For the longest time, non-profits were urged to market themselves by selling the “sizzle.”
“Our next meeting is in New Orleans!”
“Attend this seminar and get a free book.”
“Renew early and get a free gift.”
Then a recession came along, membership went down, fewer people were attending meetings and everyone watched their expenditures more tightly.
In reaction, we now have association management articles urging us to “sell the steak,” not the sizzle.
Why did we lose our focus and stop selling the steak to our members in the first place? When was it beneficial to the organization to promote peripheral benefits rather than the things that went to the heart of why the association was in business in the first place?
It often seems that when times are good, we start getting sloppy and wander off track from following and honing core association practices and techniques. Instead of focusing on the value proposition of our respective groups, we start promoting ancillary items which, while they may be fun, do nothing to help our members in their everyday lives and businesses.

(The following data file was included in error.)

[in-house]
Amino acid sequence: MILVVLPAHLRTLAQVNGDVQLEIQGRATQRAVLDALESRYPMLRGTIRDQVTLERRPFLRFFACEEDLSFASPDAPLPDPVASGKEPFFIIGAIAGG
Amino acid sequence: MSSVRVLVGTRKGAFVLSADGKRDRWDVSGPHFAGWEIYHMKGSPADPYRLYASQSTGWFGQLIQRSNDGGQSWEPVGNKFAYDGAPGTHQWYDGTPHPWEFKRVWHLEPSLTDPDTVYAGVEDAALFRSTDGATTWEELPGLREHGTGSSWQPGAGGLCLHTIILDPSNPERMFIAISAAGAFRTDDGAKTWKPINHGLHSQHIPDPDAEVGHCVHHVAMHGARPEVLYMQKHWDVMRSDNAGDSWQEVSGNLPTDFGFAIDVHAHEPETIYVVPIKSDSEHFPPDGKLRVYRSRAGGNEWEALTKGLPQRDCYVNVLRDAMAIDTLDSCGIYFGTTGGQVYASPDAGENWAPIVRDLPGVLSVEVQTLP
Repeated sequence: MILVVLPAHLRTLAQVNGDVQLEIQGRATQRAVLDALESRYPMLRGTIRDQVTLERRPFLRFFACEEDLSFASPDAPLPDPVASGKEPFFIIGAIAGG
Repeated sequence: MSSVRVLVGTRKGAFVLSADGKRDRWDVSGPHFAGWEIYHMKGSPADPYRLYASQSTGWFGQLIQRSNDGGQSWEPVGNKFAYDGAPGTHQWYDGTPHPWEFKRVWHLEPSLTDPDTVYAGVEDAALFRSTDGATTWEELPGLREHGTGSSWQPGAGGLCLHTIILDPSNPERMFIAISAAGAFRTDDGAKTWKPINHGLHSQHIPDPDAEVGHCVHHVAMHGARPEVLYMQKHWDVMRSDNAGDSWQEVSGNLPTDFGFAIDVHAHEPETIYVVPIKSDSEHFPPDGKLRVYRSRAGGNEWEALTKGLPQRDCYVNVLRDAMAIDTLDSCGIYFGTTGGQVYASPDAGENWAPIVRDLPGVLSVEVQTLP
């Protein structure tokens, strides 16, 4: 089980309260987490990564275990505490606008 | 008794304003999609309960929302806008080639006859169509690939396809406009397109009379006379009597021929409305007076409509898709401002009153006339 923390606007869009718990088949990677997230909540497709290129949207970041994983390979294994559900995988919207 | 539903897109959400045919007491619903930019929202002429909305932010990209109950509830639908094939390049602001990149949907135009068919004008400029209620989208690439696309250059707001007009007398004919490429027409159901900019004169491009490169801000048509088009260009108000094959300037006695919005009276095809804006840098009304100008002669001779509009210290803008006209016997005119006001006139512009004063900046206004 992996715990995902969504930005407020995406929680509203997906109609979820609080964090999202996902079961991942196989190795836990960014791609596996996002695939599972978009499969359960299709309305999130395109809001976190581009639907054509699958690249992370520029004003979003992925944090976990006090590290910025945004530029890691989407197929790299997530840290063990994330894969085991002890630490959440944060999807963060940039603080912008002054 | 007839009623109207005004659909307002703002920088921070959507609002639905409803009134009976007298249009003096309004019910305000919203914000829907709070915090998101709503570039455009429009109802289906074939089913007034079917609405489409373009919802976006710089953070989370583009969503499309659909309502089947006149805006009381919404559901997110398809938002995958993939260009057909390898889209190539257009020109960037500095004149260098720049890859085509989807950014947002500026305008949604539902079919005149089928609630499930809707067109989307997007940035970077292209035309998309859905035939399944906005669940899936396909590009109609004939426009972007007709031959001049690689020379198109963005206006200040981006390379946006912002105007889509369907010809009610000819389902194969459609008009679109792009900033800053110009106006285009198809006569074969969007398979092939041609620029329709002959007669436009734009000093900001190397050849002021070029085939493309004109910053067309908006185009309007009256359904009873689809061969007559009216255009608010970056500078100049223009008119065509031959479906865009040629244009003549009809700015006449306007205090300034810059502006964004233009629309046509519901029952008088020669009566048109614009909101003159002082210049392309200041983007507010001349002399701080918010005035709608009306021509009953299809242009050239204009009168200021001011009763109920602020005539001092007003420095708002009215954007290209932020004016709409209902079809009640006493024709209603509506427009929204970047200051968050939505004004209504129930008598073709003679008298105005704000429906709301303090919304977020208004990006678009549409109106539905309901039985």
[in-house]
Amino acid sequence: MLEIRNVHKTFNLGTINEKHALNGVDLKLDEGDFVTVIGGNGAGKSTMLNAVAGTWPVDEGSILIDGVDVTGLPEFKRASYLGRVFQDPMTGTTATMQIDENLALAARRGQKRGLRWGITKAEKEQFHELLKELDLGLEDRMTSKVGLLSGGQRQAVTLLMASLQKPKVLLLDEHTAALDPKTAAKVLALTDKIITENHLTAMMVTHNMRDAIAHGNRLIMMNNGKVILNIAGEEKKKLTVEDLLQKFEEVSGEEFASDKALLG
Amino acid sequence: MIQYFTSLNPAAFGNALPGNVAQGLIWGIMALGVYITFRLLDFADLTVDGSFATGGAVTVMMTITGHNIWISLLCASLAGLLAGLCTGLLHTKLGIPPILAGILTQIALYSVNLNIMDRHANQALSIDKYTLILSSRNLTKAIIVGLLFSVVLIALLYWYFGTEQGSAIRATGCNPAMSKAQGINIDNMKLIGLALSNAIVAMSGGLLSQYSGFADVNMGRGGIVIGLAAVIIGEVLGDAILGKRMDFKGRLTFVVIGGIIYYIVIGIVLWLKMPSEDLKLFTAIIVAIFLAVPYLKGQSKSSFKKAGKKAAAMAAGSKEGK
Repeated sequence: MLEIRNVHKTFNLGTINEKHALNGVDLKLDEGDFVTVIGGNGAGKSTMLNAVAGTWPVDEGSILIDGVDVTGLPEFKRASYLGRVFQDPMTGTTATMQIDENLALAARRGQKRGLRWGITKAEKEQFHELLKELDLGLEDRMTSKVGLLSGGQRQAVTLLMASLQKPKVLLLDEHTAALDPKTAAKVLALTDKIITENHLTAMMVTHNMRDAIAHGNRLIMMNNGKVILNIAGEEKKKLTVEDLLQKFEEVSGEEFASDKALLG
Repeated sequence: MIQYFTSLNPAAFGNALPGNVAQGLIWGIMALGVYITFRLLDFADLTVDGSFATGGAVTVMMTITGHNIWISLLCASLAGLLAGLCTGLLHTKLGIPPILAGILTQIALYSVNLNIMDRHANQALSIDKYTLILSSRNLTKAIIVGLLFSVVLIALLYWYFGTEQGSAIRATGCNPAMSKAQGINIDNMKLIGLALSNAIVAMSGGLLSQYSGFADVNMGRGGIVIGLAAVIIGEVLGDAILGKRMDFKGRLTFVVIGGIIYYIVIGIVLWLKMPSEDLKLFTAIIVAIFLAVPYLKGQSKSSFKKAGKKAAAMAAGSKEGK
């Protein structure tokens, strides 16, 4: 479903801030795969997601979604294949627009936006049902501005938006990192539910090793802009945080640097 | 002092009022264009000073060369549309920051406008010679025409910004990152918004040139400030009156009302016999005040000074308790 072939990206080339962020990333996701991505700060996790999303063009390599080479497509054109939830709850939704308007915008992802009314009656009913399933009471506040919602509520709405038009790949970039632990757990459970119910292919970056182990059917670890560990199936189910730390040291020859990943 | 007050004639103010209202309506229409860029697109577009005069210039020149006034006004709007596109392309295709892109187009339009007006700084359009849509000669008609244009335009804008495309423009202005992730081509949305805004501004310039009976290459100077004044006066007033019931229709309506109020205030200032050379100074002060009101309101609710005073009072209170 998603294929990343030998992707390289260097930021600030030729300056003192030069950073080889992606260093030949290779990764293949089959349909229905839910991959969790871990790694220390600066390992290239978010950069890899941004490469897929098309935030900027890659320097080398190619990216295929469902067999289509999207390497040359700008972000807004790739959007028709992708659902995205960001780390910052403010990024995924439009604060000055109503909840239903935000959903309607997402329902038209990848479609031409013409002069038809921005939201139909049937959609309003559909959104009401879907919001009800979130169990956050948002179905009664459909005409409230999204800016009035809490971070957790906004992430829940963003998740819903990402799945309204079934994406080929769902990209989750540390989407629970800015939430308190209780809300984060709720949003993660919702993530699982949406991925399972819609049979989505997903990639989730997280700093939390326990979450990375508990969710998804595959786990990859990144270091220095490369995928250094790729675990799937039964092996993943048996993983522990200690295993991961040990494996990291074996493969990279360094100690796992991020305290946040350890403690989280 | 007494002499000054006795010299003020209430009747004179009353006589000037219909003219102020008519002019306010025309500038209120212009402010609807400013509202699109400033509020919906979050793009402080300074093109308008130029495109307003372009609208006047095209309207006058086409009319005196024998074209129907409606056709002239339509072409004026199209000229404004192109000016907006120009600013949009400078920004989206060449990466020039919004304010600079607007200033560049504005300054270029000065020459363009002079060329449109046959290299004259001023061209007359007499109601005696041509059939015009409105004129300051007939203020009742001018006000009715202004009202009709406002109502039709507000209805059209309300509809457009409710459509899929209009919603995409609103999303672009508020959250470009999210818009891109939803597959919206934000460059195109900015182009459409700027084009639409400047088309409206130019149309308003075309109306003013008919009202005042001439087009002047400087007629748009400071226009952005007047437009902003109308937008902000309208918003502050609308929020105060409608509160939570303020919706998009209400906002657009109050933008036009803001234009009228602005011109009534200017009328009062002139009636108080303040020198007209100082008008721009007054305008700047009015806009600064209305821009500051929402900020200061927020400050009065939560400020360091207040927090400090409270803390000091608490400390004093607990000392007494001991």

Questions like “What have you done for me lately?” and “What keeps you aware at night?” are and must remain a non-profit’s focus…in good and bad economic times.
While the sizzle and the smell of a steak is nice, it is the actual taste that makes the difference. Remember the following:
- Keep your eye on the mission and purpose of your non-profit.
- Judge everything you do as to whether it serves the core needs of your members.* Get help from an outside consultant/non-profit management company to conduct a top-down analysis of your organization so you have another set of eyes analyzing your effectiveness.
(Coming up: Steak-selling Tips for Non-Profits & Associations)